12. For such a long run on the title I felt I really didn't 'get to know' Jenkins secondary players.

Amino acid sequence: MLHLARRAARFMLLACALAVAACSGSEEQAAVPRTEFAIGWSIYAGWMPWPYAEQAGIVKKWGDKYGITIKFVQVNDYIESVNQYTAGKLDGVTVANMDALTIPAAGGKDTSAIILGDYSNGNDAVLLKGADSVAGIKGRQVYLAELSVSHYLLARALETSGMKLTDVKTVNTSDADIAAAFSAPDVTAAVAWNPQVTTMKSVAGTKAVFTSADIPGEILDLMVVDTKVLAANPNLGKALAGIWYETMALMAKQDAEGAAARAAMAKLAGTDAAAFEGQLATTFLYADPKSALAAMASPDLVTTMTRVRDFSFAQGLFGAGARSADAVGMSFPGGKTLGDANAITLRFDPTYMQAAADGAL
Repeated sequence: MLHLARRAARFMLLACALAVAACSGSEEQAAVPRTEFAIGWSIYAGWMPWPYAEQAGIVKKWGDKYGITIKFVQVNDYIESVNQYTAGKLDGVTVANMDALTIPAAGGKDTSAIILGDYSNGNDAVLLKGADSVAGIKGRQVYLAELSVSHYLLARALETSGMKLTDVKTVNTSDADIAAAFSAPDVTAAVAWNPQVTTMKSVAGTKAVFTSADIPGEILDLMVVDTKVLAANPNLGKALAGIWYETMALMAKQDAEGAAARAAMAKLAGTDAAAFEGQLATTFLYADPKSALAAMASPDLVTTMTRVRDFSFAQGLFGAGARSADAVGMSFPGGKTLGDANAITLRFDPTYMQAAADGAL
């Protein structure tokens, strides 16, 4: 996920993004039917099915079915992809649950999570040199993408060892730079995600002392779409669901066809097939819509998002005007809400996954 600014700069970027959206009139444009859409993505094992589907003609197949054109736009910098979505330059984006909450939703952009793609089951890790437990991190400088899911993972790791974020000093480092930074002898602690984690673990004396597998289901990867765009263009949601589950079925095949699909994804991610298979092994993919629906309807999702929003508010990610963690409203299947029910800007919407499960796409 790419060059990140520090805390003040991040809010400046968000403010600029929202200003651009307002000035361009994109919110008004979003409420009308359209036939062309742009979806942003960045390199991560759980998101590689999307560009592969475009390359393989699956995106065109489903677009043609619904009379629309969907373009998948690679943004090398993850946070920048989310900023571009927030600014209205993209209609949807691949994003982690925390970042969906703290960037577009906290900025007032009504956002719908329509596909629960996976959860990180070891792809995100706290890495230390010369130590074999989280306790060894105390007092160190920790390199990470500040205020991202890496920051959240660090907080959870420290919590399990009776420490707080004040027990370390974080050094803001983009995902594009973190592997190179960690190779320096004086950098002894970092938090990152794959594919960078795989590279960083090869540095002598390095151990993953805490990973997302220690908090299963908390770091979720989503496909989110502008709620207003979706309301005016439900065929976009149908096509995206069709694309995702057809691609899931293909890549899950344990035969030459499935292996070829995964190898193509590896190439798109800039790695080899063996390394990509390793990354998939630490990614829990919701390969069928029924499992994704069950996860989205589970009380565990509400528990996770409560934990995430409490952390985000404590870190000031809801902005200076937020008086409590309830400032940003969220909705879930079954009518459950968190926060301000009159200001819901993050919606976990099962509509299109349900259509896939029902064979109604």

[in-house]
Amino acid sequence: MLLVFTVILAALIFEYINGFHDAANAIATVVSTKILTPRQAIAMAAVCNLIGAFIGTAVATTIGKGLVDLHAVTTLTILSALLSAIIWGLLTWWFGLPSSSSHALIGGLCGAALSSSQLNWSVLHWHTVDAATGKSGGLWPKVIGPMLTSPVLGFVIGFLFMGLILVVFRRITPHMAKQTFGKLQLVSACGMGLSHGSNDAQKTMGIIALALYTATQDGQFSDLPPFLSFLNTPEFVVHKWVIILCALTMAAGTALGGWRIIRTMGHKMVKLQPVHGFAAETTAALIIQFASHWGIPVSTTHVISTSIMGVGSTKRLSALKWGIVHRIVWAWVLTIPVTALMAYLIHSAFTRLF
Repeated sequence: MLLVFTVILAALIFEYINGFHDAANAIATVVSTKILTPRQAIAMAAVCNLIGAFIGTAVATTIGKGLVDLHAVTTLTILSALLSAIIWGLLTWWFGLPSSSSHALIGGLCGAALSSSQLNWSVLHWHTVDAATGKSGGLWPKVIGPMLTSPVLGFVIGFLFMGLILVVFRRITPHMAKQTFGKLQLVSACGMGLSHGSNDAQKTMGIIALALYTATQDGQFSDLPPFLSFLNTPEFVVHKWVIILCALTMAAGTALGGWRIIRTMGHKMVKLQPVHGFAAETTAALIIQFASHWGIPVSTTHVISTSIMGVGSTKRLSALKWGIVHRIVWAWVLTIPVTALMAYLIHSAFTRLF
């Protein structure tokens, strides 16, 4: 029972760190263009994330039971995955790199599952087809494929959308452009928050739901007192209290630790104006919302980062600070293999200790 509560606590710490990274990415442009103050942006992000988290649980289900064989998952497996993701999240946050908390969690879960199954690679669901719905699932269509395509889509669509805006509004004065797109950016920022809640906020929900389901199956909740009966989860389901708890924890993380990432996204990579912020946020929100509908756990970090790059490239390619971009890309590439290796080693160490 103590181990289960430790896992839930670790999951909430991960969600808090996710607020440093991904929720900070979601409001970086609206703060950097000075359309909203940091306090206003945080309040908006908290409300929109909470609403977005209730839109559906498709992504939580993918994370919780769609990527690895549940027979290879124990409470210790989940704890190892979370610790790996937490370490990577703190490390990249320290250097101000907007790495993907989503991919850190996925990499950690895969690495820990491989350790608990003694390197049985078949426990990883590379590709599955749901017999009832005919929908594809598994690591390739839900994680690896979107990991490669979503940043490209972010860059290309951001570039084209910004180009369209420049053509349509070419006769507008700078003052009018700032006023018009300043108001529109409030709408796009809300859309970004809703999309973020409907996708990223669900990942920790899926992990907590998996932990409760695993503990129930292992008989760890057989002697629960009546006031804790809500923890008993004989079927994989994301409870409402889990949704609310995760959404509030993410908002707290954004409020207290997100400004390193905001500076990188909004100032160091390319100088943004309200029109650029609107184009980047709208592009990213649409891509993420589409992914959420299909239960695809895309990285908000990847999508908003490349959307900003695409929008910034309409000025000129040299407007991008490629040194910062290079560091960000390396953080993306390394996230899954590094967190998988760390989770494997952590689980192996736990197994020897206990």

13. I'm still reading Frusin drawn issues and, yeah, he's a talent. Is he still around? Last night I read the one with the card game and swamp thing...forgive me the name of the story escapes me and was just appreciating how lush his art can be.